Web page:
They hear Jesus read this passage that also refers to this personal pronoun “me”.

“The Spirit of the Lord is upon me, because he hath anointed me to preach the gospel to the poor; he hath sent me…
…to heal
…to preach
…to recover
…to set at liberty

Normally after the reading there would have been some exposition. When it says that “he sat down”, this was the normal position of the person that gives the teaching after the reading. Teachers in that day sat down.
The scripture says that all of the eyes were “fastened” on Jesus after he read this. What would he say about this scripture? Did he have new insight into this scripture? He has been teaching with authority through all of Caperneum. There were stories about Him being “born of a virgin”. John the Baptist was His cousin and had said some big things about Him. What is he going to say?

Jesus is reading a passage that says that when the Messiah comes he will be all about salvation. These descriptions are metaphors about what the Messiah is going to do for those who are in need. This will be His mission.

Application:
It is important for us to understand that mission of the Messiah was to seek and to save that which was lost. That is the mission that He gave to us. We cannot save, but we can introduce people to the One who can. This was His mission, and it is still His desire.

Response:
Who do you need to tell about Christ today?

Luke- Week 8- Day 1

(14) And Jesus returned in the power of the Spirit into Galilee: and there went out a fame of him through all the region round about.  (15)  And he taught in their synagogues, being glorified of all.

Luke 4:14-15

Explanation:

The Ministry of the Messiah

Jesus had spent over a year down in Judea according to the book of John.  Luke begins telling about Jesus’ ministry by starting more than year in when he began to minister in Galilee.  Luke is not giving all of these narratives completely chronologically, but selects them specifically for a reason.  Luke begins in Jesus’ hometown, and tells this story because it really does introduce the ministry of Jesus.

Jesus’s ministry was a ministry of reaching, teaching and ministering to people.  Some people accepted Him and others rejected Him.  Nazareth was the town where Jesus was brought up.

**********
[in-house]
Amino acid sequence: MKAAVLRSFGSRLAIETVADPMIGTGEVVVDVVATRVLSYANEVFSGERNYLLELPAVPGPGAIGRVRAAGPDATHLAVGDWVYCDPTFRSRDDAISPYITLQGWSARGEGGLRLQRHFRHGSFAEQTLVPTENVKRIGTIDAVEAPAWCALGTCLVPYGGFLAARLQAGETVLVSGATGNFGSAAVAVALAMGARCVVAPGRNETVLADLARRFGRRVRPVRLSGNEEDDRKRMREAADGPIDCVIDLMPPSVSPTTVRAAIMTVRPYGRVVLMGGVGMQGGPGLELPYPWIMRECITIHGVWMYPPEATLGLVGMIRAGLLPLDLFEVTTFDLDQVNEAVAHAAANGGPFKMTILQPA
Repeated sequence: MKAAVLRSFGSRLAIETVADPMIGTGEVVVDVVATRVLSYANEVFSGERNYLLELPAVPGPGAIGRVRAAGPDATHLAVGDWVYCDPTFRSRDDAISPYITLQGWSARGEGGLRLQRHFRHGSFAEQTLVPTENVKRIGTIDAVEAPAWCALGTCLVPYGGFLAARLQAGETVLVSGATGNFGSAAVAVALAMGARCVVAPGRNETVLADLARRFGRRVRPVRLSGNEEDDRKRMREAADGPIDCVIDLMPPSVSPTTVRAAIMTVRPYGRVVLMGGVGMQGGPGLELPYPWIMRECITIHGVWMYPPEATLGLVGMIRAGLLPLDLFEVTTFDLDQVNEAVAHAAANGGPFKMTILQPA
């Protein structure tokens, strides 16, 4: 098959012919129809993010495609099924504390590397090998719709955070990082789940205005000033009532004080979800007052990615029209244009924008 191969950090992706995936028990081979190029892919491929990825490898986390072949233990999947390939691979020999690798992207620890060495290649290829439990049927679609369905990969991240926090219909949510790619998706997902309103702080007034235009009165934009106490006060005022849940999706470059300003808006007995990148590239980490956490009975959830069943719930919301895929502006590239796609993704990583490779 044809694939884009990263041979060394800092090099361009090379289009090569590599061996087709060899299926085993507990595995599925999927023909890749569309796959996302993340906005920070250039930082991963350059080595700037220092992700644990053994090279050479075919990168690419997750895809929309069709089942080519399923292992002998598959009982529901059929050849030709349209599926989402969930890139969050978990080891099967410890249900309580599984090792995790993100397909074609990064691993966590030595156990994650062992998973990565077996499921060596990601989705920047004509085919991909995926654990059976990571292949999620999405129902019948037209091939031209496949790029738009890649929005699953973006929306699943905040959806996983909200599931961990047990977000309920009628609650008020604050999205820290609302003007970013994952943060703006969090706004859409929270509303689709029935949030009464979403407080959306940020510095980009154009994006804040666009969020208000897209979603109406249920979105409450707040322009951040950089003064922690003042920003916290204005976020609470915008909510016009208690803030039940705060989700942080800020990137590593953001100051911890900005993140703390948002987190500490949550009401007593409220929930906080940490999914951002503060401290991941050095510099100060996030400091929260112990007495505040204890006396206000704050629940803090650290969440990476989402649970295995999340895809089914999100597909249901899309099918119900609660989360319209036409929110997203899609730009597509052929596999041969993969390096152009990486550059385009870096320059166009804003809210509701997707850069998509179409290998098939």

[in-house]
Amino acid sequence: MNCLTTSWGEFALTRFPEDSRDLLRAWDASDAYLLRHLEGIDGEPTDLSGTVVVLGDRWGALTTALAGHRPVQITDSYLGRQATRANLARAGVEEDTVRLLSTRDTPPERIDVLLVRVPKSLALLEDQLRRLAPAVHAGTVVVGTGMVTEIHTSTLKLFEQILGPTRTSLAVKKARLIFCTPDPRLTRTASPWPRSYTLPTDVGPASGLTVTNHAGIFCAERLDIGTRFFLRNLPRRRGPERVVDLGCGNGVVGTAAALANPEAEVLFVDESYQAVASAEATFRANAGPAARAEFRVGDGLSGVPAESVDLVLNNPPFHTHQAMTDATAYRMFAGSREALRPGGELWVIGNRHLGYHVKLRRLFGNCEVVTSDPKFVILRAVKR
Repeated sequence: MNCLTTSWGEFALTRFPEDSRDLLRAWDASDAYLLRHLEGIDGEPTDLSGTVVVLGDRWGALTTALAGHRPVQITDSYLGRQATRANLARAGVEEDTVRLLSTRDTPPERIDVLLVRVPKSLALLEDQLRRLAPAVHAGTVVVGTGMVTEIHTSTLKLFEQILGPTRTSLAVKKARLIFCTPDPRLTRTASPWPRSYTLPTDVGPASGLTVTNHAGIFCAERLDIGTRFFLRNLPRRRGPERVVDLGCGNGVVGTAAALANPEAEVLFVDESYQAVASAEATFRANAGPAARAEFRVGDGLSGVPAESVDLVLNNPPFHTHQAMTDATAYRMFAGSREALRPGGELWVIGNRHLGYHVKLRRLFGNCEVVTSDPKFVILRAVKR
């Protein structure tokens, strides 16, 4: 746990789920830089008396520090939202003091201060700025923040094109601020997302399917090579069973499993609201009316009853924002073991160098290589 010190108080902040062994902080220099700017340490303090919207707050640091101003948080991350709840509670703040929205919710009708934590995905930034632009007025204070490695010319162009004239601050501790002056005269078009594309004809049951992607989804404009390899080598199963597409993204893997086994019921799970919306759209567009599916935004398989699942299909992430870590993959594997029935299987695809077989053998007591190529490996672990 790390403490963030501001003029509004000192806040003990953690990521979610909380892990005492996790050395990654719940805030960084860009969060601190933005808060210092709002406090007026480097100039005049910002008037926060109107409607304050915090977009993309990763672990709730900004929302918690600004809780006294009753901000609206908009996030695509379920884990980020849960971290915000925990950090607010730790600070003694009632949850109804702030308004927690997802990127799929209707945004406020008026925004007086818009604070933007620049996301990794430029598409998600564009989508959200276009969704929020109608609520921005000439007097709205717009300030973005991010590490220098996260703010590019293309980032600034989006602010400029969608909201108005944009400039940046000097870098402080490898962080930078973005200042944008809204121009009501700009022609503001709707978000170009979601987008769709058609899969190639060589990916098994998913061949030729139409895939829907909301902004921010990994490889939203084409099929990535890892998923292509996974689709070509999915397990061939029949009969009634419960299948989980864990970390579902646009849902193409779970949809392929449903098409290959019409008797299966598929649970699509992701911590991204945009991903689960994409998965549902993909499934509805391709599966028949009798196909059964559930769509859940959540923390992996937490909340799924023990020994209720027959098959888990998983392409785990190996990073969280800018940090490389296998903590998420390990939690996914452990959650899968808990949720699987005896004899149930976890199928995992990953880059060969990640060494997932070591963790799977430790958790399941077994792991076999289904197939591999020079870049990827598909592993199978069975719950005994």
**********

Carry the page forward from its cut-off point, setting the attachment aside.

Notice what the scripture says about the habits of Jesus.  He said, “as his custom was, he went into the synagogue on the sabbath day”.  Jesus had a habit to gathering with people at the synagogue.  If it was a habit for Jesus to gather together with people where the Word of God is taught and where God is worshipped, it isn’t a bad plan for us as well.  We should imitate Him in that.

The “synagogue” was a place for gathering for worship and the study of God’s word.  The word translated “synagogue” is found 5 times in this chapter. 

Synagogues are not found in the Old Testament.  In the time of the captivity, Jerusalem’s temple had been destroyed.  People began to gather together to worship and study God’s Word.  By the time Jesus came on the scene there were synagogues all over the Mediterranean world.  Wherever there were 10 Jewish men they were able to have a synagogue.  They had a person, called a “ruler of the synagogue”, that was in charge of choosing who would teach.  They had a person in charge of the buildings and the scrolls.  They were called “houses of instruction” and that is exactly what they were.

There were often educational opportunities through the week, and even the equivalent of an elementary school for kids, except they exclusively taught the Torah to the children.  tGod, in His providence, had made all these synagogues spring up.  When Jesus came he had places to go around and preach and teach.

This is a similar custom to what the Apostle Paul adopted.  Paul would go to the synagogues because it was a concentrated gathering of people who already believed in the God of the Old Testament, and that revered the Old Testament scriptures.

Application:

God prepared the world for Jesus’ ministry.

The fact that God had moved history towards these local gatherings of people for the point of Bible teaching, worship and fellowship shows that God was preparing the world for His Son.  Called in the scripture “the fullness of times”, God brought Jesus at just the right time in human history to bring about His purposes.  This same God is in control of our history and our lives.  He can be trusted

Jesus had a habit of gathering with others for worship, instruction and fellowship.

If Jesus exemplified this, so should we.  We need to gather with our local body for these same reasons.

The gathering of people for the instruction of the Word of God is part of God’s plan for evangelizing the world.

The point of this gathering is for God to be worshipped by ourselves and everyone that He has called us to reach.  As we grow together in Christlikeness with other believers God grows us into the missionaries that He wants us to be.  The end of discipleship is service and sending into all the world to preach the Gospel to every creature.

Response:

Are you gathering with other believers regularly?

Are you growing as a disciple and as a missionary?